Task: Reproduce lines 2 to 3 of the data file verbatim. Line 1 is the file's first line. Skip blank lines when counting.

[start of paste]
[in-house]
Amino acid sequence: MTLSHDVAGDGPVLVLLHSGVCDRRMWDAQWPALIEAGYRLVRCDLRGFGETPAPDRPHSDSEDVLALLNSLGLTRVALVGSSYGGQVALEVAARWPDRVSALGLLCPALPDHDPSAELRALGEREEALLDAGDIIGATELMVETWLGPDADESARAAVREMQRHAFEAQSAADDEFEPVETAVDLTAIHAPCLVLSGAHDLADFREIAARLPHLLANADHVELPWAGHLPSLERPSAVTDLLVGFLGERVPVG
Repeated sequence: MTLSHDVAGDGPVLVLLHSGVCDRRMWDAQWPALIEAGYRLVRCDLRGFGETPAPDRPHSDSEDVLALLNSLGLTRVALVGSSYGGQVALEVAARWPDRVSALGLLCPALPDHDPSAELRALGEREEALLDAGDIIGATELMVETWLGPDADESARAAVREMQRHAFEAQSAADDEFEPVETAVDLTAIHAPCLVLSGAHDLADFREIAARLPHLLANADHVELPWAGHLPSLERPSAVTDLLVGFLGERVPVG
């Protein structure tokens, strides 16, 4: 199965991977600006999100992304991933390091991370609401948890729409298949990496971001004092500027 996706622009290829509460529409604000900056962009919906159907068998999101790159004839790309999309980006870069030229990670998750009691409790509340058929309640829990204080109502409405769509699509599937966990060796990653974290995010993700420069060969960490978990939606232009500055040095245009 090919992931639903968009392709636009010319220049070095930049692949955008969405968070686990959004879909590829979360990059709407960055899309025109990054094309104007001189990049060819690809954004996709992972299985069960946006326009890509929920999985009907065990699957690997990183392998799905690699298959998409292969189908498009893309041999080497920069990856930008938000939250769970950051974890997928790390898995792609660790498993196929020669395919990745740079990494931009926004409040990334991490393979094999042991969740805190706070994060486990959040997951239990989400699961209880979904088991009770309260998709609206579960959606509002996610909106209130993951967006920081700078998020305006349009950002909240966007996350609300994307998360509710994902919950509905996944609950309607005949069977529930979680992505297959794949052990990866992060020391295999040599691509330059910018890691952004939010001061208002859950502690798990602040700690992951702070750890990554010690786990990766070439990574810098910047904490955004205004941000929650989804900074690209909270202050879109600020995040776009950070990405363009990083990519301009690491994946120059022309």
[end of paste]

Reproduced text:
Amino acid sequence: MTLSHDVAGDGPVLVLLHSGVCDRRMWDAQWPALIEAGYRLVRCDLRGFGETPAPDRPHSDSEDVLALLNSLGLTRVALVGSSYGGQVALEVAARWPDRVSALGLLCPALPDHDPSAELRALGEREEALLDAGDIIGATELMVETWLGPDADESARAAVREMQRHAFEAQSAADDEFEPVETAVDLTAIHAPCLVLSGAHDLADFREIAARLPHLLANADHVELPWAGHLPSLERPSAVTDLLVGFLGERVPVG
Repeated sequence: MTLSHDVAGDGPVLVLLHSGVCDRRMWDAQWPALIEAGYRLVRCDLRGFGETPAPDRPHSDSEDVLALLNSLGLTRVALVGSSYGGQVALEVAARWPDRVSALGLLCPALPDHDPSAELRALGEREEALLDAGDIIGATELMVETWLGPDADESARAAVREMQRHAFEAQSAADDEFEPVETAVDLTAIHAPCLVLSGAHDLADFREIAARLPHLLANADHVELPWAGHLPSLERPSAVTDLLVGFLGERVPVG